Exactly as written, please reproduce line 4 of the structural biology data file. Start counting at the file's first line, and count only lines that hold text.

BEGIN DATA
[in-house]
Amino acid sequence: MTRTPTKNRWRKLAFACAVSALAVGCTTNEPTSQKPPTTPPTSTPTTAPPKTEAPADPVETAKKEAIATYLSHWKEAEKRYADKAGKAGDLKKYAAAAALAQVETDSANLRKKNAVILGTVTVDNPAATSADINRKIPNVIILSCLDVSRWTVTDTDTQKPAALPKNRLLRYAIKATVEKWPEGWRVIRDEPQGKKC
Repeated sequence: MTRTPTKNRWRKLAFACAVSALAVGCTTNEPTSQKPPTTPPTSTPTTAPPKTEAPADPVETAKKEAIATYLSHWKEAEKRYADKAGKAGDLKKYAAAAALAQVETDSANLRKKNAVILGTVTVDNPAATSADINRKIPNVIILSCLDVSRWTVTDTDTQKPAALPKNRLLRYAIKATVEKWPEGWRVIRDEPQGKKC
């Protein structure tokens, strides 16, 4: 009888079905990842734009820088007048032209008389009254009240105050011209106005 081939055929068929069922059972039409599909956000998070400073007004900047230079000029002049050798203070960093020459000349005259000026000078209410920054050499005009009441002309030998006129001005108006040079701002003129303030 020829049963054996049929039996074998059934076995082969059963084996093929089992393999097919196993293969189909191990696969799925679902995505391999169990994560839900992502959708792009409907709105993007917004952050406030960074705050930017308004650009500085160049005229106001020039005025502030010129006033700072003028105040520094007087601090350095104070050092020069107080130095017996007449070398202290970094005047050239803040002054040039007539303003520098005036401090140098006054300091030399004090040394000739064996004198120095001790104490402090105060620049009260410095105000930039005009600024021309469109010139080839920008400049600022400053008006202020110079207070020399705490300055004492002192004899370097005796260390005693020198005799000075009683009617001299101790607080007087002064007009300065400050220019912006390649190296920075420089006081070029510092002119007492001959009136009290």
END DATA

């Protein structure tokens, strides 16, 4: 009888079905990842734009820088007048032209008389009254009240105050011209106005 081939055929068929069922059972039409599909956000998070400073007004900047230079000029002049050798203070960093020459000349005259000026000078209410920054050499005009009441002309030998006129001005108006040079701002003129303030 020829049963054996049929039996074998059934076995082969059963084996093929089992393999097919196993293969189909191990696969799925679902995505391999169990994560839900992502959708792009409907709105993007917004952050406030960074705050930017308004650009500085160049005229106001020039005025502030010129006033700072003028105040520094007087601090350095104070050092020069107080130095017996007449070398202290970094005047050239803040002054040039007539303003520098005036401090140098006054300091030399004090040394000739064996004198120095001790104490402090105060620049009260410095105000930039005009600024021309469109010139080839920008400049600022400053008006202020110079207070020399705490300055004492002192004899370097005796260390005693020198005799000075009683009617001299101790607080007087002064007009300065400050220019912006390649190296920075420089006081070029510092002119007492001959009136009290």